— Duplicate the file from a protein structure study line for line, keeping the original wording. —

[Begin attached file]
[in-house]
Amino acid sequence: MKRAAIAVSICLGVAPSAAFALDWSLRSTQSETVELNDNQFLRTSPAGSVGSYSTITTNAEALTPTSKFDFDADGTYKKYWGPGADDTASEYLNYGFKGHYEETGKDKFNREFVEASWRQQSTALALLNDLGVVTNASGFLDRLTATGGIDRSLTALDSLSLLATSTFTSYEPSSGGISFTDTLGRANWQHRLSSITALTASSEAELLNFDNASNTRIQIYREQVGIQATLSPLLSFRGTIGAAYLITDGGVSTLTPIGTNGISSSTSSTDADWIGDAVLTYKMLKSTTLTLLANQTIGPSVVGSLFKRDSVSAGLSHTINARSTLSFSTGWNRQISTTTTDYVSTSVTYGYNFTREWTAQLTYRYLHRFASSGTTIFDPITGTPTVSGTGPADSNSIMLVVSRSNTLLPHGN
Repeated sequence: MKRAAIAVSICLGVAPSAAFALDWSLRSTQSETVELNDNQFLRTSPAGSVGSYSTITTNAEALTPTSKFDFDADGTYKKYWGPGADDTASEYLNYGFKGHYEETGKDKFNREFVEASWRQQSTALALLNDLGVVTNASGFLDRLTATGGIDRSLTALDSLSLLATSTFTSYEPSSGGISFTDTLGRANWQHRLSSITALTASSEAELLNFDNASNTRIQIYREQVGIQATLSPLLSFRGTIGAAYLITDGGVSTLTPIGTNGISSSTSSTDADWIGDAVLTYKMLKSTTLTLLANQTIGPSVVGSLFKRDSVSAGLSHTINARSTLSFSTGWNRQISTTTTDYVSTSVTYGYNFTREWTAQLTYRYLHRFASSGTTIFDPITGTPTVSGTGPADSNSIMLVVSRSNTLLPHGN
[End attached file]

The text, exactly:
[in-house]
Amino acid sequence: MKRAAIAVSICLGVAPSAAFALDWSLRSTQSETVELNDNQFLRTSPAGSVGSYSTITTNAEALTPTSKFDFDADGTYKKYWGPGADDTASEYLNYGFKGHYEETGKDKFNREFVEASWRQQSTALALLNDLGVVTNASGFLDRLTATGGIDRSLTALDSLSLLATSTFTSYEPSSGGISFTDTLGRANWQHRLSSITALTASSEAELLNFDNASNTRIQIYREQVGIQATLSPLLSFRGTIGAAYLITDGGVSTLTPIGTNGISSSTSSTDADWIGDAVLTYKMLKSTTLTLLANQTIGPSVVGSLFKRDSVSAGLSHTINARSTLSFSTGWNRQISTTTTDYVSTSVTYGYNFTREWTAQLTYRYLHRFASSGTTIFDPITGTPTVSGTGPADSNSIMLVVSRSNTLLPHGN
Repeated sequence: MKRAAIAVSICLGVAPSAAFALDWSLRSTQSETVELNDNQFLRTSPAGSVGSYSTITTNAEALTPTSKFDFDADGTYKKYWGPGADDTASEYLNYGFKGHYEETGKDKFNREFVEASWRQQSTALALLNDLGVVTNASGFLDRLTATGGIDRSLTALDSLSLLATSTFTSYEPSSGGISFTDTLGRANWQHRLSSITALTASSEAELLNFDNASNTRIQIYREQVGIQATLSPLLSFRGTIGAAYLITDGGVSTLTPIGTNGISSSTSSTDADWIGDAVLTYKMLKSTTLTLLANQTIGPSVVGSLFKRDSVSAGLSHTINARSTLSFSTGWNRQISTTTTDYVSTSVTYGYNFTREWTAQLTYRYLHRFASSGTTIFDPITGTPTVSGTGPADSNSIMLVVSRSNTLLPHGN